Friday, August 24, 2007

Access Control

Security is a hot topic in Joburg. Actually, since 9/11, it’s become a hot issue throughout the world.

We have surrounded our homes with high walls, electric fences, security gates and burglar bars to keep the baddies out. Airports around the globe have introduced security screenings that would unnerve even the most ironclad heart. Our home PC’s and office networks are protected with firewalls to keep the rubbish at bay. It’s now not only acceptable, but fashionable to limit access on just about every level of our lives.

We know how to keep the burglars, terrorists and spammers out. Ironically, we still remain vulnerable to trespass of a different kind.

A wise man commented: “Jews have always considered it taboo to enter a church, yet nowadays they bring the church into our own homes”. “Church” represents more than a place of worship, it symbolizes anything antithetical to Jewish values.

You could sit in the comfort of your Jewish home, flanked by a silver mezuzah, Shabbos candle sticks and a portrait of your zeida. Flip a switch on the “black box” and you invite people, images, sounds and themes that are contrary to every Jewish value.

“Judges and policeman you shall place at all your gates”, states the Torah. You could just read that at face value- a Jewish town needs to have a judicial system. Or you could approach this line as a Jew should: The Torah is a book of personal lessons. If you cannot find the relevant lesson in the story for you, you have missed the point.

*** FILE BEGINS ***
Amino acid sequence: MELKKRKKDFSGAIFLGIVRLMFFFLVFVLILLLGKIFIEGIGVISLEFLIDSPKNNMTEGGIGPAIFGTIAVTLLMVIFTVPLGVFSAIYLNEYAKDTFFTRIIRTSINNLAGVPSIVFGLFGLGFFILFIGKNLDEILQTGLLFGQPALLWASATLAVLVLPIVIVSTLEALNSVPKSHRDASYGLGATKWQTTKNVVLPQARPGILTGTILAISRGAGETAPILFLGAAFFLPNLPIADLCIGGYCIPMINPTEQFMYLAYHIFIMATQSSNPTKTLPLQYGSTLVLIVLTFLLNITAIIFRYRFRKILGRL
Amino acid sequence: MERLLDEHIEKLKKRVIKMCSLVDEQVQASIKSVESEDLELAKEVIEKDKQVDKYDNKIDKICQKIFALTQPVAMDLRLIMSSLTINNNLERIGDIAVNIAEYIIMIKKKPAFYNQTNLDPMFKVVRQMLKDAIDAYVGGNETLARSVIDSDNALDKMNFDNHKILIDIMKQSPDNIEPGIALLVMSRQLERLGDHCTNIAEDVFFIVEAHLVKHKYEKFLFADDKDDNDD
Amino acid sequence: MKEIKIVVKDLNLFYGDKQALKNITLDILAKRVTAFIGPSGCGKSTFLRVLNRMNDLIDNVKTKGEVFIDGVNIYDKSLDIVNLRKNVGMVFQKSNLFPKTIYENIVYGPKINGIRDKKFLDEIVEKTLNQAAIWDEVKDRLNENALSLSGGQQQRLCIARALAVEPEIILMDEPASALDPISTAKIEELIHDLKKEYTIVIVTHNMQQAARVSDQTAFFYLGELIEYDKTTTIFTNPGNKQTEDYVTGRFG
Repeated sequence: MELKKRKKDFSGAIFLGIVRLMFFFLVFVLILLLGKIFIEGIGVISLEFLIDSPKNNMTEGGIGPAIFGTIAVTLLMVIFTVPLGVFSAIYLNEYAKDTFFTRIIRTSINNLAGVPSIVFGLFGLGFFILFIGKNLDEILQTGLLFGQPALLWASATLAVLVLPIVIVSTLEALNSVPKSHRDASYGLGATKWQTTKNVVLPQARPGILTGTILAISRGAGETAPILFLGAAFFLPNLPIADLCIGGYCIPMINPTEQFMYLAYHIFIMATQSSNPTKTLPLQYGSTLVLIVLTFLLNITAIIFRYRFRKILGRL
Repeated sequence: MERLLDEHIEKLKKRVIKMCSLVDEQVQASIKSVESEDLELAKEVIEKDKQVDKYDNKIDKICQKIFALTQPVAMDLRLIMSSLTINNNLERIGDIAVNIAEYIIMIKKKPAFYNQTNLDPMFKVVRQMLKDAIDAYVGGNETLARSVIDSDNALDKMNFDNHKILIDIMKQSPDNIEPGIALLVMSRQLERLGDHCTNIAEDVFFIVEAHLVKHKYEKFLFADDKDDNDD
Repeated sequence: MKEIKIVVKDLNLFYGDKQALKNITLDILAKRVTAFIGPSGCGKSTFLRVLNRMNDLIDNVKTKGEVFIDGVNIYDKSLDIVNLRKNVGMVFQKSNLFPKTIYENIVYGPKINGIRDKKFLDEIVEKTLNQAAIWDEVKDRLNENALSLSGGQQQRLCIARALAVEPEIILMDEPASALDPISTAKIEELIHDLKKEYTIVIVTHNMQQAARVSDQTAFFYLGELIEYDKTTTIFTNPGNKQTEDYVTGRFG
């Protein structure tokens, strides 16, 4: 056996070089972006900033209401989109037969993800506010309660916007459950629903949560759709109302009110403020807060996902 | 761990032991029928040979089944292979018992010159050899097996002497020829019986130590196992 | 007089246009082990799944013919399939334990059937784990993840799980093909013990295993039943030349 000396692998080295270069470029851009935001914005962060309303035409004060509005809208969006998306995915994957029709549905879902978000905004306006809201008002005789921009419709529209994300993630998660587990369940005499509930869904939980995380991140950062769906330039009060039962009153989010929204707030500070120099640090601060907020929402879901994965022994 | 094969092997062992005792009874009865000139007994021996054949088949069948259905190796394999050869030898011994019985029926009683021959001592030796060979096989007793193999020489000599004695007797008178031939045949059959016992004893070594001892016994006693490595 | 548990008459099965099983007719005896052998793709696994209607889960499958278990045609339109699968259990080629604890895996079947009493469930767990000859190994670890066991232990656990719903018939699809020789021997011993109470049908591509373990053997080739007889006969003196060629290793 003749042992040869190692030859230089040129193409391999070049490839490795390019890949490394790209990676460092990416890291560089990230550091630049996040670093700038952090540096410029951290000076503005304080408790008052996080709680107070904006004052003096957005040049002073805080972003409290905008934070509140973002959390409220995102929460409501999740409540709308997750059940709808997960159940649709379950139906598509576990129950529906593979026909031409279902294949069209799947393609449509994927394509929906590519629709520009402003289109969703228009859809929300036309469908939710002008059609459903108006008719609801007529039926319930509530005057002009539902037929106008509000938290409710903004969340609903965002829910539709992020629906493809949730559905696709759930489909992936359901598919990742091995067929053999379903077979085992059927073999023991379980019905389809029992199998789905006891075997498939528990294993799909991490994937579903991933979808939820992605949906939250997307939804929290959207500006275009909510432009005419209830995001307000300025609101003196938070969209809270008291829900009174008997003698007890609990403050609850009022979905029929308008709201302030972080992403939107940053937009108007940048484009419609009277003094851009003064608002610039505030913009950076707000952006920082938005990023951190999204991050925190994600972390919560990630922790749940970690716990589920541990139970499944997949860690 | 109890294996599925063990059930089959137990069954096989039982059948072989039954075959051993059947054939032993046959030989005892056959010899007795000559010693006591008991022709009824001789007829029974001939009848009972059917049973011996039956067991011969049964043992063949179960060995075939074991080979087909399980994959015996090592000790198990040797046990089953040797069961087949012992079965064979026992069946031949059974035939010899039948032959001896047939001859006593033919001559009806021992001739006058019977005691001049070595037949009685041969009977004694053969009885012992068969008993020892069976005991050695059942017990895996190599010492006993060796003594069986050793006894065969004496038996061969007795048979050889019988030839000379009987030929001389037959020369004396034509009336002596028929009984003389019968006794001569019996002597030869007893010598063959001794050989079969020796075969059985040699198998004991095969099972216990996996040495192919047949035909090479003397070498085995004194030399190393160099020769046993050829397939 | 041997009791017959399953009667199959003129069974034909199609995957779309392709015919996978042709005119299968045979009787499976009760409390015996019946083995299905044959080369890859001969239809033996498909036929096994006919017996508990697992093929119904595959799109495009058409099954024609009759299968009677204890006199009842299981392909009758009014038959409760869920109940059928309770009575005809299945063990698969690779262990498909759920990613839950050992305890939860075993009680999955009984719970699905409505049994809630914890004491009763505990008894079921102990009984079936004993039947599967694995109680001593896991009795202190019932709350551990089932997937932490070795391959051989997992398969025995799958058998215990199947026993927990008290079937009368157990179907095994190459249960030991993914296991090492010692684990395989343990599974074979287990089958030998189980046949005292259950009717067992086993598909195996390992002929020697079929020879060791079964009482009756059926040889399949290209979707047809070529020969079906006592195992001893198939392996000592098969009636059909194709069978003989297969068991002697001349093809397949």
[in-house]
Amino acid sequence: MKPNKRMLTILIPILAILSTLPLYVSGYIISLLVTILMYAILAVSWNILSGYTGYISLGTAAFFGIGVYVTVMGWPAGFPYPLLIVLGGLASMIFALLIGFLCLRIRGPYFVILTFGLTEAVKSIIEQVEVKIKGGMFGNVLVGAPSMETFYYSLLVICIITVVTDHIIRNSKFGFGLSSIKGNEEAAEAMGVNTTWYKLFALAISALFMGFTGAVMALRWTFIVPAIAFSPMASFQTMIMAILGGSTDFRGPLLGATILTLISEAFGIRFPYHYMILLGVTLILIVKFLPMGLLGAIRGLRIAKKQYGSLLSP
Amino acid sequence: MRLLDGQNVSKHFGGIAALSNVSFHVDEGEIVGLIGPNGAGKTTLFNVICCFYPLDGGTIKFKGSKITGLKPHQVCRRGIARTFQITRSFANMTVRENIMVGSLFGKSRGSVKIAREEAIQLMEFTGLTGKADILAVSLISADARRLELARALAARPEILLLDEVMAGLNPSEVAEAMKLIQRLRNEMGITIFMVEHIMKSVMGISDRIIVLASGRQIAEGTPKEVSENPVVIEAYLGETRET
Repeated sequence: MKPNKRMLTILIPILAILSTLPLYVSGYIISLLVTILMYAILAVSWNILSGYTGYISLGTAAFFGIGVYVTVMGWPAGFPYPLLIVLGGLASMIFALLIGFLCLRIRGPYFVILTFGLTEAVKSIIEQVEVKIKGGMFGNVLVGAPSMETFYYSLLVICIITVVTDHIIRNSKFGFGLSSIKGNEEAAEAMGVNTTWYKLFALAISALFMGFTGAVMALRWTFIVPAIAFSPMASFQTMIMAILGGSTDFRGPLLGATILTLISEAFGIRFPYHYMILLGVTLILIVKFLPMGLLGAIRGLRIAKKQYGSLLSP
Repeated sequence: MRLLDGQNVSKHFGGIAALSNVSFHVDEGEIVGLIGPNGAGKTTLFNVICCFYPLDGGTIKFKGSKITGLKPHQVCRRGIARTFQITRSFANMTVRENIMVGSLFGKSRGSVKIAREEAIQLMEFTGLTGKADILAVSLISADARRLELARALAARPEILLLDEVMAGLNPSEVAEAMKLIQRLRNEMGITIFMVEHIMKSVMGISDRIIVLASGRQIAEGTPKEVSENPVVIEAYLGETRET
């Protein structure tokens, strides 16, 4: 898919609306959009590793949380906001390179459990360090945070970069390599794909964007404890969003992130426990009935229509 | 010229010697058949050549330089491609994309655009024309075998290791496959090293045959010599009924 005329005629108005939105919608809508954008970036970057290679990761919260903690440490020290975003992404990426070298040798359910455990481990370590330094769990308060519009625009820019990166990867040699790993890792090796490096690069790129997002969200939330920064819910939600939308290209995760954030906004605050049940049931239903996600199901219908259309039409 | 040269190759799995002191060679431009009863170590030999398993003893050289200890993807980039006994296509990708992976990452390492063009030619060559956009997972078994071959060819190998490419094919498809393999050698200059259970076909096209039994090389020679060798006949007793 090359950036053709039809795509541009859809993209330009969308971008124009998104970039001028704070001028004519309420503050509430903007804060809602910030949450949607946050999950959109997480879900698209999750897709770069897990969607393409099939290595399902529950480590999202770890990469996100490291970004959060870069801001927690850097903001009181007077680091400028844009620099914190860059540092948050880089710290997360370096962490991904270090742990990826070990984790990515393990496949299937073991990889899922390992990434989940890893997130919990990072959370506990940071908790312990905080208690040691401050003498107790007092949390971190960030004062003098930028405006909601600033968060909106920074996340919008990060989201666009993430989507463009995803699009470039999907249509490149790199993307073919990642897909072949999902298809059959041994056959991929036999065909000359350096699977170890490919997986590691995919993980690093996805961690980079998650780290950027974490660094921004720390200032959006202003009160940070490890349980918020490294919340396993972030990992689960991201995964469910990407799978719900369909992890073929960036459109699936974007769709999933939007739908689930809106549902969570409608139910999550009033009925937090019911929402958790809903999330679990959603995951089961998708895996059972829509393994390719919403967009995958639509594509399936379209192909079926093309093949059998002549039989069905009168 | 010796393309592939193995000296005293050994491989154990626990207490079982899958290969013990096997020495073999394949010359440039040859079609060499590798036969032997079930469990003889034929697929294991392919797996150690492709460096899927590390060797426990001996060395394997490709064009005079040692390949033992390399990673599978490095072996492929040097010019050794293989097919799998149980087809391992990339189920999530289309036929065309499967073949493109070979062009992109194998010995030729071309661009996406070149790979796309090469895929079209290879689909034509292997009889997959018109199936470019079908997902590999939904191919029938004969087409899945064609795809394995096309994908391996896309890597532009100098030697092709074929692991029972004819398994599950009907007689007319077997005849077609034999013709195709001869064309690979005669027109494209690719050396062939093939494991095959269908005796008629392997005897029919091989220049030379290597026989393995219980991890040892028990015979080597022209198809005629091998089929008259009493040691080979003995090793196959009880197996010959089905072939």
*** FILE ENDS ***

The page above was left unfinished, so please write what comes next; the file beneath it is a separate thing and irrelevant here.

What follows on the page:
Let’s read that sentence again, with different emphasis this time. “Judges and policemen you shall place on all your gates”. Your gates are the access points to your soul: your eyes, ears and mouth. That is what the Torah is talking about. Just as it’s important to keep unwanted visitors out of your house, it’s just as important to keep them out of your head (and your kids’ heads).

We’ve invested a fortune in physical security, we should at least equal the effort for our spiritual security.

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